Norton Buffalo is regarded as one of the most versatile and talented harmonica players in the music business.
Rhe harmonica has been the major part of his success, however Norton is known as a strong and soulful vocalist (Steve Miller whom he has perfomred with for the 30 years introduced him each night as his "Partner in Harmony") and is as well regarded as a notable songwriter, engineer and producer.
In addition to his work with Steve Miller, Buffalo has also played on over 180 albums by artists as diverse as Bonnie Raitt, Kenny Loggins, The Doobie Brothers, The Marshall Tucker Band, Johnny Cash, Kate Wolf, David Grisman, Kenny Loggins, Juice Newton, Laurie Lewis, Elvin Bishop, Olivia Newton-John and Hawaiian Slack Key Guitarist George Kahumoku Jr.
His father was a harmonica player, and his mother a vocalist in nightclubs in San Francisco in the early 1940's. His great-uncle, Herbert Stothart, won an Academy Award for his contribution to the music of "The Wizard of Oz", and was one the main composers during MGM's golden years of musicals from the 1930s through late 1940s, nominated for 12 Academy Awards, co-authoring many well-known, hits and scoring many of their classic films of that wonderful cinematic era.
Norton grew up in the post-war housing of Richmond, California, a tough blue-collar, industrial town on the San Francisco Bay.
When he was seven, Norton started learning harp from his father, and won his first talent contest in the sixth grade (1963).
In high school he began playing in rock and roll and soul bands as well as in the school symphonic band, marching band, jazz band and pep band on both trombone and harmonica. During this time he was also singing a lot in his church choir. In his later school years he began listening to jazz day and night.
In 1972 he left college and his bank job behind, and devoted his life to playing music and migrated north to Sonoma, California.
Norton also appeared frequently as a special guest on local radio shows that were broadcast from country western clubs in the Bay area.
In mid 1973 Norton left his band "Chaos" and began combining his song writing and musical talents with multi-instrumentalist John McFee. They recorded a demo of four songs at Grateful Dead drummer Mickey Hart's studio in Novato, CA. Together they created a wonderful songwriting and musically challenging friendship that turned out some of Norton's best writing of that time.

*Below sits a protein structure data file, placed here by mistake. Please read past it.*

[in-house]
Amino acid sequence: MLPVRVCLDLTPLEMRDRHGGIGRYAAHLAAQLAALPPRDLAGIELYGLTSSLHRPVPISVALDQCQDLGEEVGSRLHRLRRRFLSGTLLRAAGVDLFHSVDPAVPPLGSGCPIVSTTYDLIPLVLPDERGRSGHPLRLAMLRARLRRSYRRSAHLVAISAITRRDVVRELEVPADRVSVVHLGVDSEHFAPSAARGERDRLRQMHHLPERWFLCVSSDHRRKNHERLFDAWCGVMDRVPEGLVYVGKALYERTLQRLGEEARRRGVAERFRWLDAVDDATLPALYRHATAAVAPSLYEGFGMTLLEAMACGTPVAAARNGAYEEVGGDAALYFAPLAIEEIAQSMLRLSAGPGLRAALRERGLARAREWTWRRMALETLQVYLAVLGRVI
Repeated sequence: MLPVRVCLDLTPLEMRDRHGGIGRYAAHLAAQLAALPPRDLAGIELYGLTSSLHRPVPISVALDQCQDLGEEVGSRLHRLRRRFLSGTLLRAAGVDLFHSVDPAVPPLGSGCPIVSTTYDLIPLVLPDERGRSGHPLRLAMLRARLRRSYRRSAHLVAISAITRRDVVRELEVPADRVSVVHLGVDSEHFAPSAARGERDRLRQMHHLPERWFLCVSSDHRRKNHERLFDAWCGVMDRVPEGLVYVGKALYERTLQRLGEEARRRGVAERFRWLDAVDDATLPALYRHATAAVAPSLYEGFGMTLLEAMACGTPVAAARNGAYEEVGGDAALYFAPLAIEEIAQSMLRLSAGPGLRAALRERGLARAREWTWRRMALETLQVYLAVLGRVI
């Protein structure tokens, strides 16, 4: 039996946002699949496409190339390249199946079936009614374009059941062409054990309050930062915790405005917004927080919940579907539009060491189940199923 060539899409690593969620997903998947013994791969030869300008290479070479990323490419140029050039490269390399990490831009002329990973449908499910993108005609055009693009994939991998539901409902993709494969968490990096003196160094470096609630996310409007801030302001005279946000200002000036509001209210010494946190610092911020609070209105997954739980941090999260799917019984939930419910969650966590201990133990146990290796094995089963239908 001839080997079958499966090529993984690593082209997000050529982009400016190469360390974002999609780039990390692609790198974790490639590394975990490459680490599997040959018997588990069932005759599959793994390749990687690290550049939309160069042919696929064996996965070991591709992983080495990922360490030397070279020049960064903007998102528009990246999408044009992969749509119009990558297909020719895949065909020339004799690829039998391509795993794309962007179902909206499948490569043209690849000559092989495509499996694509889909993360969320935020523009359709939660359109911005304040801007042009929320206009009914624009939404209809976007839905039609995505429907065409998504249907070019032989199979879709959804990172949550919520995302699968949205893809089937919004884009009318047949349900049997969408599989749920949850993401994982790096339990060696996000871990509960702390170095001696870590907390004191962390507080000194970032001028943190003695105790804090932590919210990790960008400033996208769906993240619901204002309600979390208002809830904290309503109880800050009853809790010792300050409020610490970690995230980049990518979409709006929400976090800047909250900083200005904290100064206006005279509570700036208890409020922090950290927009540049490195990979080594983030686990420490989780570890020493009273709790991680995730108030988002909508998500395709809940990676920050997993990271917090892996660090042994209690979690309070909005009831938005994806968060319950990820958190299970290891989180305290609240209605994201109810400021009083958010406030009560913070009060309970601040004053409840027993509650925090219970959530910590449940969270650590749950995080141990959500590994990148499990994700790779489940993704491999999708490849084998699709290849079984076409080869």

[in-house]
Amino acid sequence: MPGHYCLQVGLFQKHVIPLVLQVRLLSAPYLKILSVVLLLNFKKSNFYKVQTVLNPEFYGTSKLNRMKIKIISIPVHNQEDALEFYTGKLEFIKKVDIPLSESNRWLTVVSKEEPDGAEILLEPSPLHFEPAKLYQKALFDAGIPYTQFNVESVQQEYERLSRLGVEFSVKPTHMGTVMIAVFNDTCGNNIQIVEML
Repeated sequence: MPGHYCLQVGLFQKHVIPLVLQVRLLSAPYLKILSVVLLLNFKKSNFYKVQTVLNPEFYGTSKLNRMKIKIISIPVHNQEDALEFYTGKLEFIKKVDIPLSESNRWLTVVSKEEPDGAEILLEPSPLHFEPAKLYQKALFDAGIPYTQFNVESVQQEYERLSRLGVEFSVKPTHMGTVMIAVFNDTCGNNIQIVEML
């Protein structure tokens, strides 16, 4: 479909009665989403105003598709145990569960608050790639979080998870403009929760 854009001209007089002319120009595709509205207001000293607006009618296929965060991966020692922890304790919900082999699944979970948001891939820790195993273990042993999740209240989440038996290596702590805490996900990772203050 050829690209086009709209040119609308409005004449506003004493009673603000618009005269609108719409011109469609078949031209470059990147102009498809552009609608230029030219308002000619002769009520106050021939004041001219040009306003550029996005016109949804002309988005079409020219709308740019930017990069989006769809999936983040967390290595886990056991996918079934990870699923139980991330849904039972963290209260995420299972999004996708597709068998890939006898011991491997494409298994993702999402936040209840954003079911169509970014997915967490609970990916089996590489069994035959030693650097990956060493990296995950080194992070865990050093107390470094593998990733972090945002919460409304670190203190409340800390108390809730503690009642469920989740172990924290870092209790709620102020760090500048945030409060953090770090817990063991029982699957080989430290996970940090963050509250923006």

Frustrated by the lack of progress in his career, In early 1975, Norton moved to Los Angeles planning on making it a stop on his way to Nashville. For nine months, he traveled all over Southern California sitting in at different Country Western clubs and getting his face seen playing with some great bands in the area. During this time he made his living playing talent contests, performing some solo performances, and even acting in a play, all the while trying to get a recording deal by shopping tapes around to the many connections he made in the music business. After about 9 months in Southern California, Norton moved back to the Valley of The Moon and shortly after, began putting his band "The Stampede together. During this same time he also started playing in an off-shoot of the Commander Cody band, The Moonlighters.
It was during the 70's that Norton first connected with Steve Miller. Hanging out together in the studio during much of "Fly Like an Eagle", Steve recorded four of Norton's songs, which never made it onto the album. Steve asked Norton to join his band and go out on the road for his 1976 summer Fly Like An Eagle tour. Later that year Steve helped to convince Capitol Records to sign Buffalo to their label.
In 1977 Norton continued to tour with the Steve Miller Band, as well as being a member of Steve's band, his own group, The Stampede, opened up all of Miller's shows at Coliseums across the US.
In 1978 Norton was invited to Hollywood, playing music and acting in Bette Midler's screen debut "The Rose".
In August 1978 Capitol released Buffalo's second Capitol LP, Desert Horizon.
In the early 80's Norton hooked up with Grateful Dead drummer, Mickey Hart, Merl Saunders, Bobby Vega, Vicki Randle, and several other Bay Area musicaicians and started a band called High Noon who performanced throughout California for a year and a half. In 1981, High Noon began some great recordings, but before they were finished, the band fell apart due to the complications of so many conflicting schedules.
In 1987 Norton teamed up with legendary Bay Area slide guitar player Roy Rogers. In 1991 they released the all-acoustic R&B and Travellin’ Tracks.
In 2003, Norton & Roy Released Roots Of Our Natures.
In 2000, Norton released the blues based CD King Of The Highway.
In 2007 Norton teamed up with his longtime friend, George Kahumoku Jr. to record a tall pile of Hawaiian and original material.
Norton passed away October 30th, 2009 in Paradise, California from a cancerous tumor in his lung. Norton's wife, Lisa Flores indicated that they would continue to make Norton's music available and carry on his work and that we carry him in our hearts and minds in the cheerful and loving way he lived.
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